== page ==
Dingoes dog Toni’s steps

GOOD DOGS:  Toni George with her two dingoes Chloe (closest to the camera) and Banjo.
GOOD DOGS: Toni George with her two dingoes Chloe (closest to the camera) and Banjo.

TWO purebred dingoes — on leads — turned heads in Collie last Thursday.

Bassendean woman Toni George’s two pets came with her when she visited her mother Lorraine Bamford at ValleyView Residence.

Eight-year-old Chloe, an Alpine dingo-tropical dingo crossbred, and two-year-old purebred Alpine dingo Banjo were photographed at ValleyView and outside the Collie Visitor Centre, when Toni and a friend dropped in to pick up some souvenirs.

Both were rescue dogs and both had been neutered, she said.

Chloe had originally been living with a family but fell on hard times. She had given birth to many pups then her family, or at least the mother, decided she was no longer wanted.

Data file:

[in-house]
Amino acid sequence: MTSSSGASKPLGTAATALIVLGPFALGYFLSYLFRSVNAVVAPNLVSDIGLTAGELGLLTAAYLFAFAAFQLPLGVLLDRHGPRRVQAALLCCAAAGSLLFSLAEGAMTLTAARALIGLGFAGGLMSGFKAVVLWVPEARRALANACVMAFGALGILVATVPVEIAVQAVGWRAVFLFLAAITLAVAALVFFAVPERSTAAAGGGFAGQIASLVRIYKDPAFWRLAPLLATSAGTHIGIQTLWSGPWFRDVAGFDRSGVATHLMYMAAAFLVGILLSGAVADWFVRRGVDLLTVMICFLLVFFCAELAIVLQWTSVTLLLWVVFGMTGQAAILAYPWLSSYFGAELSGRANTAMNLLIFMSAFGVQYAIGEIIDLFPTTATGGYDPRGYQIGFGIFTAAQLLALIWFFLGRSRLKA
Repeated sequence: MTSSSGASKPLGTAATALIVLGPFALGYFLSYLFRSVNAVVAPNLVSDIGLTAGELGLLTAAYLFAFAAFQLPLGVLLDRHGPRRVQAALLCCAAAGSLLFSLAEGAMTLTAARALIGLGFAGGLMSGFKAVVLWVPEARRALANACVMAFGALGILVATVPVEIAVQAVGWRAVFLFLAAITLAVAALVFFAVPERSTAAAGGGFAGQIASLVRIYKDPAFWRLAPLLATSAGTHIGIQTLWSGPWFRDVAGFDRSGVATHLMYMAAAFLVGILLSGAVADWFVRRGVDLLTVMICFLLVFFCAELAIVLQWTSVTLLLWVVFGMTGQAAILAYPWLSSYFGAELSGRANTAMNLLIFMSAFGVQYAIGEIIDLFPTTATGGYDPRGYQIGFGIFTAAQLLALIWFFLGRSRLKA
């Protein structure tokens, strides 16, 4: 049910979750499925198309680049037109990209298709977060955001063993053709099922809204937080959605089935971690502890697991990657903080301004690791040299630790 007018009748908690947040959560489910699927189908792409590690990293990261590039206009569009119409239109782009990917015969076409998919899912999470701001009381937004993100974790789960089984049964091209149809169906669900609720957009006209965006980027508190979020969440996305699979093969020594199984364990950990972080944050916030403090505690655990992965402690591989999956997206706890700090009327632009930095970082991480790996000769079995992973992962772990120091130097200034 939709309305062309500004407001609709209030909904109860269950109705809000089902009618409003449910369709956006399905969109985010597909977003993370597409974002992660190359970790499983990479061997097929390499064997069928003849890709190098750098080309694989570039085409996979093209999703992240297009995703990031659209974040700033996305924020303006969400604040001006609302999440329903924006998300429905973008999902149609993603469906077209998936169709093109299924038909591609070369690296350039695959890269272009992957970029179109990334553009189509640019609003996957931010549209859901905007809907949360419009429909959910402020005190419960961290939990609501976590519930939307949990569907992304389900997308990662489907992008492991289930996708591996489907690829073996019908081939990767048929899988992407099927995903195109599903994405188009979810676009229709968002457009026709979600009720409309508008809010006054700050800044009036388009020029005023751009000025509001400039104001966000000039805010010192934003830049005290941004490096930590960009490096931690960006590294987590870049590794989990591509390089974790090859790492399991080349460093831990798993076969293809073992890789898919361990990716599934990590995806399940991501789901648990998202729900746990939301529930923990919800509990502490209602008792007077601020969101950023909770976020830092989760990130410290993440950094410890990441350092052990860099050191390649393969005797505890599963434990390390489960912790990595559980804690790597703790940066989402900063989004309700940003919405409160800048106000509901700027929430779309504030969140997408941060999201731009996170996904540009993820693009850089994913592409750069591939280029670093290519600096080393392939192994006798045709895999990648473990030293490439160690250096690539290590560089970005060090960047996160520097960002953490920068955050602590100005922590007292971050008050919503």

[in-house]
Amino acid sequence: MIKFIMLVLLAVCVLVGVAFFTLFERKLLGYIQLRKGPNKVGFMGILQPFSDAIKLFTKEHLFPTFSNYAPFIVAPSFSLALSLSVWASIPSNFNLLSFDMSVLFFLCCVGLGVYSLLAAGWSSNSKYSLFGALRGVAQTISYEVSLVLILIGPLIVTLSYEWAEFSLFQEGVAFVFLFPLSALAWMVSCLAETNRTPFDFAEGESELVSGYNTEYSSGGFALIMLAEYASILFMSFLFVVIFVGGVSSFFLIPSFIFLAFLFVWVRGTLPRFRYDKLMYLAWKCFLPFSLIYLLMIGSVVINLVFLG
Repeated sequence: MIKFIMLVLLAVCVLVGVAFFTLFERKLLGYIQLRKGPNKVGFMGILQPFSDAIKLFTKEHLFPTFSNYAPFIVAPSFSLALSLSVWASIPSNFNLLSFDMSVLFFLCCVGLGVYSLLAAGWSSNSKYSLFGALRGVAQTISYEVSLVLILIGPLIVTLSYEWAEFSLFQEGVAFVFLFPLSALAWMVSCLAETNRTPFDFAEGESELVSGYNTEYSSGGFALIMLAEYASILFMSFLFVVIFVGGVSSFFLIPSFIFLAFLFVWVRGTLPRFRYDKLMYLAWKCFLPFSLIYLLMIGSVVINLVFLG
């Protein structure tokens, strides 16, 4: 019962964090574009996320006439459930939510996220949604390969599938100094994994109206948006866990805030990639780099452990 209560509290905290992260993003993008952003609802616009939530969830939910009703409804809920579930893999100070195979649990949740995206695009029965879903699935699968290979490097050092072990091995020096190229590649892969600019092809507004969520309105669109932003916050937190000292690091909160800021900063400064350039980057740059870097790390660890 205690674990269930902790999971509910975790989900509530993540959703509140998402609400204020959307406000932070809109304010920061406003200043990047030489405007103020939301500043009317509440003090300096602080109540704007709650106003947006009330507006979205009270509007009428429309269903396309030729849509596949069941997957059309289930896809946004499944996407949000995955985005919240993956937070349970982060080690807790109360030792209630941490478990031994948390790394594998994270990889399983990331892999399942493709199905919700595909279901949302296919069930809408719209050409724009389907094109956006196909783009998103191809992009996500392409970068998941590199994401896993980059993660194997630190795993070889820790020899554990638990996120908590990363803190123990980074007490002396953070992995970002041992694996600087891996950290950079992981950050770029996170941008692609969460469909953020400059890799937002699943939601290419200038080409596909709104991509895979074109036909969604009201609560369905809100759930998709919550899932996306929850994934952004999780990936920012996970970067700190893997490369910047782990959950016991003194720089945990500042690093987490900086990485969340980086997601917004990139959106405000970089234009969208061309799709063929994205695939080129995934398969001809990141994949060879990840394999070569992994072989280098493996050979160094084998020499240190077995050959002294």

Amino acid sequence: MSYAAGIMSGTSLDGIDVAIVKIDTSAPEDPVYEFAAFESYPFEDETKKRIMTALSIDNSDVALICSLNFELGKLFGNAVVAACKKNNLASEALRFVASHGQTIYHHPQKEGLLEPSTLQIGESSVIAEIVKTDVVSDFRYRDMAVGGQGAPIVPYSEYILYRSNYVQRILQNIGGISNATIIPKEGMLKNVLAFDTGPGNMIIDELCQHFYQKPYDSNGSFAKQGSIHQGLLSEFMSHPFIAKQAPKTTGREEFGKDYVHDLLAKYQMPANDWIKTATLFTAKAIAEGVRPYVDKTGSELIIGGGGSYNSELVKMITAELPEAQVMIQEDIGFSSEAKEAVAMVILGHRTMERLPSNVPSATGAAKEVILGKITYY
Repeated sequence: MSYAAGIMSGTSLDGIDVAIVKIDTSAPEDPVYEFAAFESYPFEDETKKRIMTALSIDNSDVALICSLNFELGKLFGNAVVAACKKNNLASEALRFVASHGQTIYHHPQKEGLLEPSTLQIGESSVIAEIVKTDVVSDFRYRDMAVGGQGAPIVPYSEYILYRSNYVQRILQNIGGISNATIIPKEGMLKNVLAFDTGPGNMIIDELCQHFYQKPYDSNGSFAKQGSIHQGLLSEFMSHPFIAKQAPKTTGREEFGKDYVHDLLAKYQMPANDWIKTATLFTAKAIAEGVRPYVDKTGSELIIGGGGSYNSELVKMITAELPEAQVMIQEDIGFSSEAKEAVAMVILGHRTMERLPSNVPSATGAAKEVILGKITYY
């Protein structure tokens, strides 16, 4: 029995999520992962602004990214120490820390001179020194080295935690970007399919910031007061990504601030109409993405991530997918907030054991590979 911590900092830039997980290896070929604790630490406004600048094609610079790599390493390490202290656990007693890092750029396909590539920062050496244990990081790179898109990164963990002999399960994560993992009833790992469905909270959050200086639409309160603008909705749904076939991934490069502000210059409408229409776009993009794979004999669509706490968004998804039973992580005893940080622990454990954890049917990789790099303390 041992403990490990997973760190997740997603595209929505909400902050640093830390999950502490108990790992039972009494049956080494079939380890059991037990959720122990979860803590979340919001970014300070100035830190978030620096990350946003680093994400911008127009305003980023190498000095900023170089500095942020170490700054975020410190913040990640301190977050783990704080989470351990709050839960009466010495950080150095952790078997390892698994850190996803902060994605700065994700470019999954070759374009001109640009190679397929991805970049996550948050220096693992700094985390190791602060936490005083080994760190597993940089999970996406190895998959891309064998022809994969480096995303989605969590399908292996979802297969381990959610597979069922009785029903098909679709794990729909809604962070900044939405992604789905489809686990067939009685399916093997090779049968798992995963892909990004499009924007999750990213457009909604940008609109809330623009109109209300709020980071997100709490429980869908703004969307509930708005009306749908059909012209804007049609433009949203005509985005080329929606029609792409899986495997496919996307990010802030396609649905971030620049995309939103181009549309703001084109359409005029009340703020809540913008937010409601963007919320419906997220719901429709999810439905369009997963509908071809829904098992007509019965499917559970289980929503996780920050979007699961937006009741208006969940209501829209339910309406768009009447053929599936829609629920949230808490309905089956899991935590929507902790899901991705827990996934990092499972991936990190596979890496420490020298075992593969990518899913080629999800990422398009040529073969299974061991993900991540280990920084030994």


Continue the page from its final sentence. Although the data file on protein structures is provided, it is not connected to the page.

A truckie wound up with her and he felt a kangaroo carcase every so often was adequate feed.

“The WA Dingo Association rescued her and I took her from them,” Toni said.

Banjo’s story was rather different. “He was bought and his owners paid good money for him,” Toni said. “But, they could not keep him in their yard and eventually handed him into the Mandurah pound.”

Pound staff knew she was looking for another dingo so rang and offered him to her.

Acquiring her native dogs was obviously very special to her. She “fell in love with them” and still remembers the day each joined her household — Banjo on March 26 last year and Chloe on August 28.

Dingoes are not easily trained to do tricks, she said, though hers “sit for treats”. Chloe adds a little extra, she raises a paw.

Generally dingoes are more independent than other dogs, like cats.

“Mine are like a cross between a professor and a kid with attention deficit hyperactivity disorder — they have a very short attention span,” Toni said.

She has no problems with them trying to kill cats or other smaller animals. Chloe and Banjo live with her three cats “and get on with them quite well”.